The Green paradigm believes in cooperation as much as in competition; individual incentives begin to make way for team bonuses. Attempts are made to reduce the difference between the highest and lowest earners in the workplace, for instance through a maximum multiple between the CEO pay and the median (or lowest) salary in the organization.

In Practice

How salaries are set and by whom

In traditional organizations, compensation is typically determined according to the organizational hierarchy. Generally, a boss can decide on a pay raise for his subordinates, often subject to HR (or institutional) guidelines or approval. In self-managing organizations, in the absence of bosses, the process to determine salaries and other types of compensation must be reinvented using the power of peer input. It seems that there are two broad categories of systems: ranking-based systems and self-set (advice-based) systems. [Both of these can be used within hierarchical systems too. They don't depend on self-managing structures.]

Ranking-based systems

In certain companies, such as W. L. Gore or HolacracyOne, employees rank or evaluate the contributions of the peers they work with most closely. Based on this input, people are allocated to different salary bands - usually by an algorithm or an elected committee. People who are seen as contributing more will find themselves in the higher bands that earn bigger salaries; the more junior, less experienced colleagues naturally gravitate toward bands with lower salaries. The process is simple and easy to understand and it is generally seen as fair. When it’s not just one person (the boss), but many of an individual's colleagues informing the process, the resulting salary is likely to be a fairer reflection of that person's contribution.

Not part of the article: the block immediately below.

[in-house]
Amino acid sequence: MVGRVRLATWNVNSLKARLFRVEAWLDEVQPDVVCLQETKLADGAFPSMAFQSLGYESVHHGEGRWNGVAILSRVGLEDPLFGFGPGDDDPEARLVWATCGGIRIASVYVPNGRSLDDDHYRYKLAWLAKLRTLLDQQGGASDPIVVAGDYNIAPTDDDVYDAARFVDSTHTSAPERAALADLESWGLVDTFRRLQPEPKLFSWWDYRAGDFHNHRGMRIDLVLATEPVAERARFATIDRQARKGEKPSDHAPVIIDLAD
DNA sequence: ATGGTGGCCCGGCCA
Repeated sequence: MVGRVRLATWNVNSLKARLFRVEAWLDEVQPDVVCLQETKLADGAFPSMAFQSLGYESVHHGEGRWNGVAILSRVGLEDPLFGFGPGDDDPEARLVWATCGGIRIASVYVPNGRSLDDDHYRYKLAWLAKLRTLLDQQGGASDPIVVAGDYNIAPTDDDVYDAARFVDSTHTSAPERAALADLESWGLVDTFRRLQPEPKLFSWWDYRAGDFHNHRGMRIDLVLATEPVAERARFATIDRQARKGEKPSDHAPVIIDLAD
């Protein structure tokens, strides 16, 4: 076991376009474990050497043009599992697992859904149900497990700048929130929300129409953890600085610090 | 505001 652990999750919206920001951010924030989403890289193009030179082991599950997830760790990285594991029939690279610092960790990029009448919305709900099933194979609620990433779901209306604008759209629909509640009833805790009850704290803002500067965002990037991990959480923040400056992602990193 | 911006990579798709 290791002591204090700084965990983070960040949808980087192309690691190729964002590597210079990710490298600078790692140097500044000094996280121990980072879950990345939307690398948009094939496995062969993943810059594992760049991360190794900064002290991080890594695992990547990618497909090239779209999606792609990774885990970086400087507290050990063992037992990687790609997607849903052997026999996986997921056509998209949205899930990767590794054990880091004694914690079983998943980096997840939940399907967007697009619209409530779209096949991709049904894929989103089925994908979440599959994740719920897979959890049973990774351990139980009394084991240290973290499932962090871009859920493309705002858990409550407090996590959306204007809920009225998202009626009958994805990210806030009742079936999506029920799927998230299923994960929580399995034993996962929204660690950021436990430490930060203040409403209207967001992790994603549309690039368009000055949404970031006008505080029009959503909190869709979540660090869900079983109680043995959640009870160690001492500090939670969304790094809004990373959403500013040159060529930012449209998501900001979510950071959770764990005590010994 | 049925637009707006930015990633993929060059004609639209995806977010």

Such systems can result in pay fluctuating (going up but also down) over the years, depending on people's contribution. In many countries, labor laws prevent salaries from going down, which requires adaptations to this method. For instance, the system could be used only to discern which colleagues should receive a pay raise. Alternatively, a system can be engineered using a low fixed salary, and allowing the fluctuations through individual bonuses that can go up or down.

Self-set (advice-based) systems